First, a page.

Summary of total carbon emissions, storages and circulation potential 105

Common Ground High School: Key figures 107

Materials 109

Site and ground works 110

Foundations and ground floor 112

Structural frame 113

Facades and external decks 115

Roofs 116

Internal dividers 118

Space surfaces 119

Internal fixtures 121

Building system installations 123

Mitigation potential from materials and systems 125

Energy-related emissions 126

Puukuokka Housing Block 130

Puukuokka One apartment building 130

Summary of total carbon emissions, storages and circulation potential 135

Puukuokka One: Key figures 137

Materials 139

Site and ground works 139

Foundations and ground floor 141

Modular units 143

Hallway 145

Facades 147

Roofs 148

Building service installations 150

Mitigation potential from materials and systems 151

Energy 152

Comparison of the case studies 154

What causes the differences? 154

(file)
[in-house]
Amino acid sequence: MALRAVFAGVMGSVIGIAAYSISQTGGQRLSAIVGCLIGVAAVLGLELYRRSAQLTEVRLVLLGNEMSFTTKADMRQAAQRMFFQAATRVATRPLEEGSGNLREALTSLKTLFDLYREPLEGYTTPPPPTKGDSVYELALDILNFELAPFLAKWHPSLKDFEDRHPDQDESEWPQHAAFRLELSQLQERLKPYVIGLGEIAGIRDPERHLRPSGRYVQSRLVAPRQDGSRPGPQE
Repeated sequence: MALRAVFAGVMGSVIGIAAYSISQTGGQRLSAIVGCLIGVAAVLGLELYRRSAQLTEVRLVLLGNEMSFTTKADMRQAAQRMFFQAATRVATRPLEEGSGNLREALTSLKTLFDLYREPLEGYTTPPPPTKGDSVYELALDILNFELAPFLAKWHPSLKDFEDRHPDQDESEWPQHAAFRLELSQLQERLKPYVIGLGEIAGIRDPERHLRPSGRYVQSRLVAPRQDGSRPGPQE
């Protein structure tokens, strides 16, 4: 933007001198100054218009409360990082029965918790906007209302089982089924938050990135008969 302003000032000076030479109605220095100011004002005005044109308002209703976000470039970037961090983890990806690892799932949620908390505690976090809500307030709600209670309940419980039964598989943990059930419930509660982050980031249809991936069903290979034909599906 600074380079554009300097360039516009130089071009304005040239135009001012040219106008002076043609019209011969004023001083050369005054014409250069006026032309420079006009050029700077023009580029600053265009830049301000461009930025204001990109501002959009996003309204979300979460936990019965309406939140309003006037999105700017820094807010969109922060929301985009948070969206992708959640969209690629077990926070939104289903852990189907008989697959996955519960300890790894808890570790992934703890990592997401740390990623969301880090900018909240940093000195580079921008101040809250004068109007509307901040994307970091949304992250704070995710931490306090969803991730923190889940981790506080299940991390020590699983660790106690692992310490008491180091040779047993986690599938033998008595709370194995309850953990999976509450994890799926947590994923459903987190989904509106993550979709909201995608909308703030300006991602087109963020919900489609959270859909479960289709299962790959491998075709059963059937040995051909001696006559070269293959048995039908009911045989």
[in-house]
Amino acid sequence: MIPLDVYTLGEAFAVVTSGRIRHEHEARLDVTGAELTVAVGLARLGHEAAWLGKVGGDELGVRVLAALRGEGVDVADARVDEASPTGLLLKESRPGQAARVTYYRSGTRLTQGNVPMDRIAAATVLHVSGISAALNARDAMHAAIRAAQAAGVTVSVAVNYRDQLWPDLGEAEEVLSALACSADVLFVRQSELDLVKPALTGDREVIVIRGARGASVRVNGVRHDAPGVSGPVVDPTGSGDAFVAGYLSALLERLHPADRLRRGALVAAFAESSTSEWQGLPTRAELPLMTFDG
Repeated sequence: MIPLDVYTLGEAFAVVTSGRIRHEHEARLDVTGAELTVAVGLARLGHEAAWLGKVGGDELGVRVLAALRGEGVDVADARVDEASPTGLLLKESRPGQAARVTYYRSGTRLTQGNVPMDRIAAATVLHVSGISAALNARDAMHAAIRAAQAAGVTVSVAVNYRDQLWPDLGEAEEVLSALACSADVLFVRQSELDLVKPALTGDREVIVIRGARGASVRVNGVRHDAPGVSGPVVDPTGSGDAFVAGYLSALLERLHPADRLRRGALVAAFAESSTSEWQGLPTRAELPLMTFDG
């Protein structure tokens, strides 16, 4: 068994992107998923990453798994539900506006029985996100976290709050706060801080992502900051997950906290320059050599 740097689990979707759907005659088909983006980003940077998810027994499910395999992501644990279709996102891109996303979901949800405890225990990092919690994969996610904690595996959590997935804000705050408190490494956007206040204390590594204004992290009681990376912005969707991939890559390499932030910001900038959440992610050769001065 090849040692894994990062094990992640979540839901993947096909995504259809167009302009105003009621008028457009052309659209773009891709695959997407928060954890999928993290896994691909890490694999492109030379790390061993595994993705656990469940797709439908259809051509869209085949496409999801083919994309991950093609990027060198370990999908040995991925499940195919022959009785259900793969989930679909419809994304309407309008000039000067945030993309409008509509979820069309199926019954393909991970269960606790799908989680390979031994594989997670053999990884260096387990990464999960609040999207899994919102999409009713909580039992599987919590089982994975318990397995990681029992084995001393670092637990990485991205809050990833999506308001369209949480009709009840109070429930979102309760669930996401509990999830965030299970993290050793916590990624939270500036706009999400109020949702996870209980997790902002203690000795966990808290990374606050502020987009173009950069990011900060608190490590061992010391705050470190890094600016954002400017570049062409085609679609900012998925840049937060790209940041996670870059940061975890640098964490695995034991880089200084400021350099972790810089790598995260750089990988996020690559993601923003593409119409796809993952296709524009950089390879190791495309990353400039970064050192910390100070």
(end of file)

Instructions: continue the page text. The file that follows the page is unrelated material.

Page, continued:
Buildingtypology 157

Physical features and structural solutions 157

Location and weather 158

Regulations 159

Comparison of the emissions 159

Introduction 164

So many things to consider... 165

The building design process 166

A context of externalities: preconditions of the decarbonized design process 168

De-carbonization: challenges and opportunities 170

Points of inflection and influence in the building lifecycle. 170

The decarbonized design process 171

A note of caution: benefits and pitfalls of check-list thinking 171

A low-carbon concord 172

Some basic rules of engagement 173

Phases of decarbonized building design 174

The predesign or project preparation phase 174

Laying the groundwork for decarbonized building design (especially for developers and clients) 175

Building context 181

Programming a low-carbon building 182

Anticipating the lifespan of a building 183

The conceptual or schematic design phase 185

Right-sizing the building 186

Low-carbon siting 186

Shape matters 187

Volumetric efficiency 187

Volumetric Simplicity 188

Optimizing daylight 188

Operational energy consumption (and generation) 189

Tectonics and materiality 190